The staff will start with belittling, and then yelling and screaming at them, and three separate occasions now I have witnessed a particular staff violently put her hands on a client (grabbing and shaking a guy while screaming at him, yanking same guy around, pushing another forcefully into a chair). I have reported all of this to my boss who has not done f**k all about it for the entire 6 months she has known of the problems. She usually doesn't leave her office, and when she does everyone's suddenly on their best behavior.

The guy who gets abused by staff the most, is generally nonviolent unless extremely and understandably agitated (usually they've been ignoring him for a good long time before he gets upset), and at that point he usually just throws objects - not at anyone, and has yet to injure anyone. And yet I get no backup from other staff when I report that he is being abused, people stop talking to me for weeks, and basically my boss thinks I have a "personality conflict" with the most abusive staffer and that I need to "learn to get along with her."

The regional director knows, and wrote the worst abuser up and let her keep working. That was it. After the wrist-slap she was back to hurting people in just over a week.

Calling the hotline does nothing but open me up for retaliation. "Oh but it's illegal for them to retaliate!" Yeah well it's illegal to hurt our clients, too, so you tell me whether or not they give a f**k.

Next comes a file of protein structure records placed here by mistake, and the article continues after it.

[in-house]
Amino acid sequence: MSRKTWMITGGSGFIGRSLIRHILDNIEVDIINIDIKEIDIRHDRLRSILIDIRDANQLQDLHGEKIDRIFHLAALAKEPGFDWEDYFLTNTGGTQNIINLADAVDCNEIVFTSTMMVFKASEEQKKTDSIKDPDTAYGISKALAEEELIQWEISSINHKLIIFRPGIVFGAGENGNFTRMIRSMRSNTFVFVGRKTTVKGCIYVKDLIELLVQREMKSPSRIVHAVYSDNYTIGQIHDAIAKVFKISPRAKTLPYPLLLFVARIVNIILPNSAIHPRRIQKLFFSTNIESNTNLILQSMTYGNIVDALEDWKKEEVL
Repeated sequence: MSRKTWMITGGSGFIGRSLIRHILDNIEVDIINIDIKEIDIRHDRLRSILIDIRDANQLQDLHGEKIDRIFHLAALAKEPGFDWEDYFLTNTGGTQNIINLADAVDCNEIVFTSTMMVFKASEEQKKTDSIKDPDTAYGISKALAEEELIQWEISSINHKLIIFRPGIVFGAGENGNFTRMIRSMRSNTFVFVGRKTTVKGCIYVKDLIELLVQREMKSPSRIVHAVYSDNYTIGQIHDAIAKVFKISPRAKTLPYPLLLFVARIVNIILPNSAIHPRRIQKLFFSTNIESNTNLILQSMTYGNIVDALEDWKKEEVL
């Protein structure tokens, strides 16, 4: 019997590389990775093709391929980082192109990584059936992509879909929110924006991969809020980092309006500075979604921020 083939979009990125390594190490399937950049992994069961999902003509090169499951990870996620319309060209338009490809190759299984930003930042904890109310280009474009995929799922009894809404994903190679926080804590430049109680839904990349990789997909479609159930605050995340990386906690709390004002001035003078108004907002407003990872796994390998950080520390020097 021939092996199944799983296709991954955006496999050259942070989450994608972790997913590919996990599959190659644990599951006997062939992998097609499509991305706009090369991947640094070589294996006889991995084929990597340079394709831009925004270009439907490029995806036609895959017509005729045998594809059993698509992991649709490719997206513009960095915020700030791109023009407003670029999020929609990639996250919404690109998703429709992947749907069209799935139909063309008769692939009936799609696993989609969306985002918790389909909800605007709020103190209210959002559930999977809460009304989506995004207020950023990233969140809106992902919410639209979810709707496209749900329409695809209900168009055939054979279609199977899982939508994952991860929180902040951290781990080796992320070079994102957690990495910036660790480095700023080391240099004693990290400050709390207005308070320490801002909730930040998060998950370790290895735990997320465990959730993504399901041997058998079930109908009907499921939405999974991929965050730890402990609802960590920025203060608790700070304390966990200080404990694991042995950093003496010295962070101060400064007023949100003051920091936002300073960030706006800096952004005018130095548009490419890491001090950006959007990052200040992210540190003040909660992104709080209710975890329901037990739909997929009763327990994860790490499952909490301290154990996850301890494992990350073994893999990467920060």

The staff I work with all got these jobs because they are (with 2 shining exceptions out of 11) so lazy and drug-addled and irresponsible that even the local Walmart wouldn't hire them to night stock or clean floors - they resent the fact that this is the only job they can get (that they really, really are still not at all qualified for but the HR dept is told "don't care, just get some bodies in there, hire whatever") and they take their unfounded resentment and anger out on the clients.

In short, cry me a f*****g river, staffers. Y'all prove all the damn time that you abuse people whether they're violent or not.

At my facility we're all paid well above minimum, most of the staff get vacation and benefits and work no overtime with weekends off, with no drug testing and hilariously minimal and lenient background checks - and yet they act so damn put-upon when a disabled person needs their f*****g help sometimes. Most days the staff sits around gossiping while they have the clients watch TV and when that gets interrupted they f*****g lose it and hurt somebody again because they had to do their damn job. It's f*****g unbelievable. And management jams their fingers in their ears and goes LA LA LA I DON'T HEAR ANYTHING LA LA.

This is only the day program - worse happens in the homes. Some of our clients come in with gangrene because their home staff won't help them bathe, infected lesions because they won't cover a wound or get them to a doctor, sitting in day old s**t because no one could be bothered to change them (IT'S PART OF THE DAMN JOB AND YOU CAN SAY YOU DON'T WANT TO WORK WITH A CLIENT WHO NEEDS THAT WHEN YOU APPLY, DAMMIT). Some steadily lose weight and waste away because their home staff doesn't want to deal with their specific dietary needs (chopping / blending / thickening) and either doesn't feed them at all or feeds them the bare minimum. Clients who need to be supervised while eating are left to their own devices because no one gives a f**k if they choke to death. I hear disabled people threatened and verbally abused on the daily by day program and home staff and nobody so much as bats an eyelash - even the few staff that don't hurt people themselves are afraid to stand up against the culture of abuse because we need our damn jobs.

There is no excuse to hurt anyone who depends on you for care. NO EXCUSE, EVER, AND IF YOU HURT A DISABLED PERSON IN ANY WAY YOU ARE IRREDEEMABLE FILTH.